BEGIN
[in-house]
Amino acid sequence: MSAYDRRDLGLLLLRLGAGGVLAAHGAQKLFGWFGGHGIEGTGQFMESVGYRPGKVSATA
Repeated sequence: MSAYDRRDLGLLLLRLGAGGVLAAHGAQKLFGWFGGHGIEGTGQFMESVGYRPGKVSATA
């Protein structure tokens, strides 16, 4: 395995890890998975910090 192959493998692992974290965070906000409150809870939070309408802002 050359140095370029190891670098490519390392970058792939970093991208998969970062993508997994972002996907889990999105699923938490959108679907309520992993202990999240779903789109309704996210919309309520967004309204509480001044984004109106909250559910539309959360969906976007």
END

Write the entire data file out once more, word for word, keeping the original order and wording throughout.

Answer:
[in-house]
Amino acid sequence: MSAYDRRDLGLLLLRLGAGGVLAAHGAQKLFGWFGGHGIEGTGQFMESVGYRPGKVSATA
Repeated sequence: MSAYDRRDLGLLLLRLGAGGVLAAHGAQKLFGWFGGHGIEGTGQFMESVGYRPGKVSATA
């Protein structure tokens, strides 16, 4: 395995890890998975910090 192959493998692992974290965070906000409150809870939070309408802002 050359140095370029190891670098490519390392970058792939970093991208998969970062993508997994972002996907889990999105699923938490959108679907309520992993202990999240779903789109309704996210919309309520967004309204509480001044984004109106909250559910539309959360969906976007």